Anyone looking to mentor young and promising would-be legislators will find few students more inspirational than Congressman-elect Eric Swalwell.
Earlier this month, the 32-year-old Dublin councilman and prosecutor toppled 20-term Rep. Pete Stark, California's longest serving Democrat in the House of Representatives.
Swalwell undeniably benefitted from electoral reforms, an ill-mannered incumbent and a dearth of other viable challengers. (More on this later.)
Then there is Tim Sbranti, Swalwell's high school economics teacher and Dublin's re-elected mayor.
Unlike the typical "how my high school teacher inspired me" story, Sbranti didn't stop once his young protégé graduated.
After Swalwell went off to college, Sbranti helped line up summer campaign assignments back home for Swalwell.
When the young man finished law school and took a job at the Alameda County District Attorney's Office in 2005, it was Sbranti who persuaded Swalwell to return home.
"My friends who had just been hired in the office -- they called us the 'Baby DAs' -- were living in San Francisco," Swalwell said during a recent short sit-down sandwiched between his interviews with potential staffers and transition teleconferences.
"But Tim really made the case for me to come back to Dublin and serve the community."
Swalwell moved back to his hometown, won an appointment first to the city's Heritage and Arts Commission and then the Planning Commission. In 2010, voters put him on the City Council.
It was also Sbranti who took Swalwell's fateful call in July 2011.
At the time, the fledgling councilman was in Washington, D.C., for discussions about city issues with the Bay Area congressional delegation. Swalwell had came away unimpressed with Stark, who had called into the meeting from home.
"Redistricting was going on at the time, and I knew Dublin was going to have Stark as its representative," Swalwell said. "But I came away thinking, 'Is this guy up for the job?' Dublin deserved better.
"I told Tim all of this. I didn't say I was running, but Tim is an astute guy and he asked me, 'Are you thinking about running for Congress?' I said, 'What do you think if I was?' And the rest is history."
Launching a campaign against a veteran congressman in your own party is as popular as a wolf at a sheep convention. Some political consultants and pollsters, fearing retribution, wouldn't even take his calls.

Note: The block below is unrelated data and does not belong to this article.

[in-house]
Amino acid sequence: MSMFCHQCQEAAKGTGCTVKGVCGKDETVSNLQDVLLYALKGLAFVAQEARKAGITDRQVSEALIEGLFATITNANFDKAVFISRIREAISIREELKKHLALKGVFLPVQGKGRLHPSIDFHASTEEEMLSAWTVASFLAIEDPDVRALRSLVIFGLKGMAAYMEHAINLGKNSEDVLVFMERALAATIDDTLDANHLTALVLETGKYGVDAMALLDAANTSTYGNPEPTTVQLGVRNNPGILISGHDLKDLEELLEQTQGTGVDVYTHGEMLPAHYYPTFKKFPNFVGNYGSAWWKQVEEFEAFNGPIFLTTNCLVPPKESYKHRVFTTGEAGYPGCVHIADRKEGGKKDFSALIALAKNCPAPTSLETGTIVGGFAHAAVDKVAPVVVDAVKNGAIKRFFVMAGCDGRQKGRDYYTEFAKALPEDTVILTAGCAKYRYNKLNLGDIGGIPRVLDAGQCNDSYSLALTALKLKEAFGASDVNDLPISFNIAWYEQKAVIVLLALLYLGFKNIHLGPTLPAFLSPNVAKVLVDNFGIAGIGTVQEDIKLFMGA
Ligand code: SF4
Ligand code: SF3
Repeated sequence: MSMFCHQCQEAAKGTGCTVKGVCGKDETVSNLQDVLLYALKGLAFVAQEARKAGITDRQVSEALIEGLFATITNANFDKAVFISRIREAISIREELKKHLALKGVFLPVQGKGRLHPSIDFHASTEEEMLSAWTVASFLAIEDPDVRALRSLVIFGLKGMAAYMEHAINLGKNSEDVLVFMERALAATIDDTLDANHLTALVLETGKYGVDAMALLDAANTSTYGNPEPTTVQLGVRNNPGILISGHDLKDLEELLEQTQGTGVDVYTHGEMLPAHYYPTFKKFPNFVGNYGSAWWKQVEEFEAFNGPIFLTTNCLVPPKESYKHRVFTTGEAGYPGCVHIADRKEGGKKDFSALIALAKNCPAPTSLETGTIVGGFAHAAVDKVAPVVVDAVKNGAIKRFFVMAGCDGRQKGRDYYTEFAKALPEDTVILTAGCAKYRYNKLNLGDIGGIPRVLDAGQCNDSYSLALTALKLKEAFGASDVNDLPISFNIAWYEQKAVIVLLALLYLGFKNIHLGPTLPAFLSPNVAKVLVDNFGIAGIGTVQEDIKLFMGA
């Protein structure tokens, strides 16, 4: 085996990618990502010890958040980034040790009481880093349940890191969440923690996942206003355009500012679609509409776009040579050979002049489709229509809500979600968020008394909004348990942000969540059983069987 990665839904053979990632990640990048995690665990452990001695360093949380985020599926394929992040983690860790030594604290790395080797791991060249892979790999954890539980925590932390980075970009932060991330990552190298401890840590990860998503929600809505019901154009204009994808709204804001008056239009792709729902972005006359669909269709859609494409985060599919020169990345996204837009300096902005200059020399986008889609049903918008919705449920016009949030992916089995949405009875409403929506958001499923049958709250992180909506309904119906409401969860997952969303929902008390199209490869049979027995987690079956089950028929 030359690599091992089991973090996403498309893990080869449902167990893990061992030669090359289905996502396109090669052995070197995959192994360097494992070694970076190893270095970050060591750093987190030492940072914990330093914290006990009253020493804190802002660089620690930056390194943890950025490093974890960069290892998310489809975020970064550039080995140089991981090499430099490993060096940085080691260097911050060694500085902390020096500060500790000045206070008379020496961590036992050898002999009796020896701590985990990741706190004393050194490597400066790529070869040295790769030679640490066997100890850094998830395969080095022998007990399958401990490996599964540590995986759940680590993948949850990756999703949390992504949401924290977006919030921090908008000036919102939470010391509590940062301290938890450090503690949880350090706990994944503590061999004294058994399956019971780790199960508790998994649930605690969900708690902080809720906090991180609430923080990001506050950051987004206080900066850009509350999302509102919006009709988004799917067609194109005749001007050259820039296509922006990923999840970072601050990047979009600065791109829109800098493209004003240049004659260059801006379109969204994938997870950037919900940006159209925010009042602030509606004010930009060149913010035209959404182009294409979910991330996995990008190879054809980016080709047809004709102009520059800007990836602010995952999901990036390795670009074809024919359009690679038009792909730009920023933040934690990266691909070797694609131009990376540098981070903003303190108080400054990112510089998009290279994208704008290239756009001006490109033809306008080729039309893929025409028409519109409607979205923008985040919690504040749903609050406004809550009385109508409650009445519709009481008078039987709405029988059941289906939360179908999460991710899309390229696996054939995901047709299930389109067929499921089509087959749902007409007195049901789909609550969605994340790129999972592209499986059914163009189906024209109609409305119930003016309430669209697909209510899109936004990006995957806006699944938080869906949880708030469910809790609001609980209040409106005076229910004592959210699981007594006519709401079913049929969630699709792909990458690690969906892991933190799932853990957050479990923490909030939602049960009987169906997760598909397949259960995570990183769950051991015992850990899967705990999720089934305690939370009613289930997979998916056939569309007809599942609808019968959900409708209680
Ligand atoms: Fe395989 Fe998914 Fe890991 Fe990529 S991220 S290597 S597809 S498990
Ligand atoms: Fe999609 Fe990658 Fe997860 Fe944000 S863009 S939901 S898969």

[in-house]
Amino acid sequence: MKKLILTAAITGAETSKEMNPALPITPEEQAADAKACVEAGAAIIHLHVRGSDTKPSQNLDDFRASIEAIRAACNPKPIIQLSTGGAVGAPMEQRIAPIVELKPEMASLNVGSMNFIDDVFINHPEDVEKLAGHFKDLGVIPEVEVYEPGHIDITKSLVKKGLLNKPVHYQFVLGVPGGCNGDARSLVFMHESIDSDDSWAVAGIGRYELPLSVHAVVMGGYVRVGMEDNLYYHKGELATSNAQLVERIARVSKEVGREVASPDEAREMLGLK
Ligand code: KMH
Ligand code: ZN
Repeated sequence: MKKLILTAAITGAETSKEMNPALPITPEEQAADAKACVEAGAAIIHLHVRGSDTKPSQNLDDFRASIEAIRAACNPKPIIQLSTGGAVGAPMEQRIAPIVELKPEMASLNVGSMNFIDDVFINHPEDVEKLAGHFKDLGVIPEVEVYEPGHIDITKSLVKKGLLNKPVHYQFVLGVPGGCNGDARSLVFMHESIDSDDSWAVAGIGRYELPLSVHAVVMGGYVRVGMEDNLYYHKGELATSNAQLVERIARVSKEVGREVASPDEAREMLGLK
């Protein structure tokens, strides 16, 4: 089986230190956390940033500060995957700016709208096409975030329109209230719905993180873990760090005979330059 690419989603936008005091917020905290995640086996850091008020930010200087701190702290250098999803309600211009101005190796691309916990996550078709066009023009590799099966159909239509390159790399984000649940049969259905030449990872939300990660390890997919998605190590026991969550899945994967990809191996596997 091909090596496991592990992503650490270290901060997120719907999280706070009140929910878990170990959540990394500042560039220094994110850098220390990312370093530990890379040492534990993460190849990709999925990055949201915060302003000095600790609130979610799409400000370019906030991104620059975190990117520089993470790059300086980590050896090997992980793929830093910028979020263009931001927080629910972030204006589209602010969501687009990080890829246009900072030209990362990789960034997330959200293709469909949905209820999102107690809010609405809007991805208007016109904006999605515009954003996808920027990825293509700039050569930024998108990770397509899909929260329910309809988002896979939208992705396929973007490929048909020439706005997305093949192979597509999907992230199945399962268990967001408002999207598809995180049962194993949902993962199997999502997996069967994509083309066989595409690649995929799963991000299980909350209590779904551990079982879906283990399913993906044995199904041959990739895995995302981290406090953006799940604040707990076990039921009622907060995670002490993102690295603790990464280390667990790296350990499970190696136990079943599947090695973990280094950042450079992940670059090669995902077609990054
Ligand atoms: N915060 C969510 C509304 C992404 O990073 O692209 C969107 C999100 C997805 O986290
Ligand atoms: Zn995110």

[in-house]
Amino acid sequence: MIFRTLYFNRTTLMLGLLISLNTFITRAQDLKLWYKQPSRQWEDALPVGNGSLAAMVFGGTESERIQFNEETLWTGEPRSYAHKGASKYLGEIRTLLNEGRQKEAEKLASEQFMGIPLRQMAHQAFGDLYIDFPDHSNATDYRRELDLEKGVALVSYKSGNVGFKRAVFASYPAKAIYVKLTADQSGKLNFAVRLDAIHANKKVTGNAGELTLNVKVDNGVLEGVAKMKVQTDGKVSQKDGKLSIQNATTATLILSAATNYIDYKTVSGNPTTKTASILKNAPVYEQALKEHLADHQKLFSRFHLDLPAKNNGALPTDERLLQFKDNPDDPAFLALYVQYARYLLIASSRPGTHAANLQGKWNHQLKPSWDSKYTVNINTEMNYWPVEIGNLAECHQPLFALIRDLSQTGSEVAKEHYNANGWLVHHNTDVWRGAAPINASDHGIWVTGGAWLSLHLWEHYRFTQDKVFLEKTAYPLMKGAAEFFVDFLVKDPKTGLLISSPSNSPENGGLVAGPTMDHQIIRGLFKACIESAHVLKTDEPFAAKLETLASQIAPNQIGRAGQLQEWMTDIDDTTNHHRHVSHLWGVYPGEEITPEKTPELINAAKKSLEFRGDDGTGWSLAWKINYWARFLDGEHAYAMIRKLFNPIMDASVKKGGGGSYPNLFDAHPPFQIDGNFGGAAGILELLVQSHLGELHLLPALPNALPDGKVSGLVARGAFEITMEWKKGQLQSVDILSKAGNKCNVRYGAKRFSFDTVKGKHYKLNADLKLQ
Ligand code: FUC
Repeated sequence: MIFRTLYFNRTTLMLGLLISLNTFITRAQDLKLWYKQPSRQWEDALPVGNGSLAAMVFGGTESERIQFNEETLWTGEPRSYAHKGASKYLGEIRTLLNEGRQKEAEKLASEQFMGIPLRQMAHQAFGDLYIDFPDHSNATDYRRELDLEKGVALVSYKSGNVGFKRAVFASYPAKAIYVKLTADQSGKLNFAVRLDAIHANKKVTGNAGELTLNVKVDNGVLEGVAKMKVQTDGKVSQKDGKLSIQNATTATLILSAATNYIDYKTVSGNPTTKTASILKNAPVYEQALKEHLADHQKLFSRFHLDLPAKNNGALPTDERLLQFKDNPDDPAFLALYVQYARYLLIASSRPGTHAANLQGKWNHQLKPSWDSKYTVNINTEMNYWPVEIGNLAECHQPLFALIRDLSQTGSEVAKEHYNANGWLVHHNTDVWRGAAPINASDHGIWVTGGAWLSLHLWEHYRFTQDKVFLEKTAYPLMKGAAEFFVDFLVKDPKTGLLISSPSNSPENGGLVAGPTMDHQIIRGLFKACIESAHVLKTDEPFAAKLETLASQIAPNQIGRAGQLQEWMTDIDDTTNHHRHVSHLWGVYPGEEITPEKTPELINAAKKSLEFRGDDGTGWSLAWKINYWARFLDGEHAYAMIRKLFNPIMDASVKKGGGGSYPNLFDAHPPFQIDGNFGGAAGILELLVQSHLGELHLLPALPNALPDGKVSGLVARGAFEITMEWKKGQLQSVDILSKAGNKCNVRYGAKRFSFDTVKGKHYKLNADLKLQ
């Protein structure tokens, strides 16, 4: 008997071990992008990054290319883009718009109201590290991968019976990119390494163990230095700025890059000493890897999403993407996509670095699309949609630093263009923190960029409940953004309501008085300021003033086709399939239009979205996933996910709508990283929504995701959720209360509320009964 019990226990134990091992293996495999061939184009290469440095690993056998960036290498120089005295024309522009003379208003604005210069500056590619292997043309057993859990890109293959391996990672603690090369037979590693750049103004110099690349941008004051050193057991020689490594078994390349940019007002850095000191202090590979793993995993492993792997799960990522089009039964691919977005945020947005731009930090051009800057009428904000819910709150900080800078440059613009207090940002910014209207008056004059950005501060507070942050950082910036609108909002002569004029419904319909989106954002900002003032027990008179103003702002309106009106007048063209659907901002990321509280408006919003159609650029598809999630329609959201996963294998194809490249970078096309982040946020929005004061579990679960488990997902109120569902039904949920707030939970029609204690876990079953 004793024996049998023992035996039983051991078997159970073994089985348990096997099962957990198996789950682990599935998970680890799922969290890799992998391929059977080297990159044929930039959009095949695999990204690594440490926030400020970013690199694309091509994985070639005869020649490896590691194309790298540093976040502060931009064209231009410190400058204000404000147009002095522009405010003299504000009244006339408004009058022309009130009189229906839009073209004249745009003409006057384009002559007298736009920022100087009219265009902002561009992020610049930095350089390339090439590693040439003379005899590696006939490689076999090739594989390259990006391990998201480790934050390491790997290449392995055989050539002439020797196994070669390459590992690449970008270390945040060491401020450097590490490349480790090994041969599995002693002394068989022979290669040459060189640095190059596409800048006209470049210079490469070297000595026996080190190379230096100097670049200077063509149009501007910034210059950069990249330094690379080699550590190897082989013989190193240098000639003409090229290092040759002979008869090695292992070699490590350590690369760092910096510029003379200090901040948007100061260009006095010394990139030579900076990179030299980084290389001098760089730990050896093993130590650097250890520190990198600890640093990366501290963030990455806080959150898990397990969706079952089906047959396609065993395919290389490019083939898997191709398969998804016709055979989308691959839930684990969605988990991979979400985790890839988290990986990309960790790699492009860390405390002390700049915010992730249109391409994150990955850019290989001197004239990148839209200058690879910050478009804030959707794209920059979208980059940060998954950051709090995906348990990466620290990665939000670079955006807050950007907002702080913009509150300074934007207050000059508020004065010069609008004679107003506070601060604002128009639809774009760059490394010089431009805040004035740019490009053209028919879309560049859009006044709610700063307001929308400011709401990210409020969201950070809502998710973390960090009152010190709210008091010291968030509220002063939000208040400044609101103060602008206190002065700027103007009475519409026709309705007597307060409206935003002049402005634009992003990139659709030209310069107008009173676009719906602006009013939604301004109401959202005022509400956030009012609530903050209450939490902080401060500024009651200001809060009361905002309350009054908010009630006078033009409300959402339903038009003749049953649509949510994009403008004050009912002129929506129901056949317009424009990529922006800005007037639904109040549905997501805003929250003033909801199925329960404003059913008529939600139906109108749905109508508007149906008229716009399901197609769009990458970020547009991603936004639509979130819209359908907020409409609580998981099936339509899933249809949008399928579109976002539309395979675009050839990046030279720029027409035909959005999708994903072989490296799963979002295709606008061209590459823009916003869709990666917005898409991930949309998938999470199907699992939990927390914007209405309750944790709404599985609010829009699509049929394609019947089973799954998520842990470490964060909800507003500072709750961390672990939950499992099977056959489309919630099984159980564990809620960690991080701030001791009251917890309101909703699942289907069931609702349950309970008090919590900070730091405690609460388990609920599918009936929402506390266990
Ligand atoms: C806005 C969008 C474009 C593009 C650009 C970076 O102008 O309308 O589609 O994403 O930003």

Conversely, Swalwell's candidacy had a lot of plusses. Some he knew and some he could not have predicted.
Among the positives, 60 percent of his potential constituents were new to the redrawn 15th Congressional District. And under the new top-two electoral system, Swalwell would have two bites at the incumbent, first in the primary and again in the general election.
What Swalwell couldn't have counted on was Stark's erratic behavior. Petulant and petty, the incumbent even mistreated the League of Women Voters.
Too, other challengers opted -- unwisely, in retrospect -- to wait until 2014 in the hopes Stark would retire. Among them were Pleasanton Councilwoman Jennifer Hosterman, state Sen. Ellen Corbett, D-San Leandro, and former White House commerce official Ro Khanna of Fremont.
Young, handsome, smart and single, Swalwell is already turning heads in Washington -- especially the ladies' -- and some fear the attention will spoil him.
No to worry. His mother is already on top of it.
"If I don't respond to her texts within an hour, she texts me, 'Oh, I guess you've gone all Washington on us, and we're never going to hear from you again,'" said Swalwell, the eldest of Eric N. and Vicky Swalwell's four sons. "She keeps me grounded."
You go, mom.
GOT POLITICS? Read Politics With LisaV at PoliticsWithLisav.blogspot.com.
AND FINALLY: Drat. Another juicy conspiracy theory shot to bytes.
When Contra Costa County blocked employees' access to the conservative leaning HalfwayToConcord blog on its computers, rumors flew about how the county was trying to squash a scandalous story in the works by site owner Bill Gram-Reefer of Pleasant Hill.
Nah. The county's web filter had incorrectly categorized the website as high risk for malware. The site has been restored to the county's good cyber graces.
"I suspect that the fault, if any, is the potentially inaccurate or miscategorization of (HalfwayToConcord) by the McAfee protection system," said Contra Costa information technology chief Ed Woo. "We consider this a false positive."
This begs the question about why public employees are reading nonwork sites at the office.
Lighten up, people. Everyone needs a mental break from the tasks at hand.
So, if you'll excuse me, I have my eye on a pair of red boots at zappos.com ...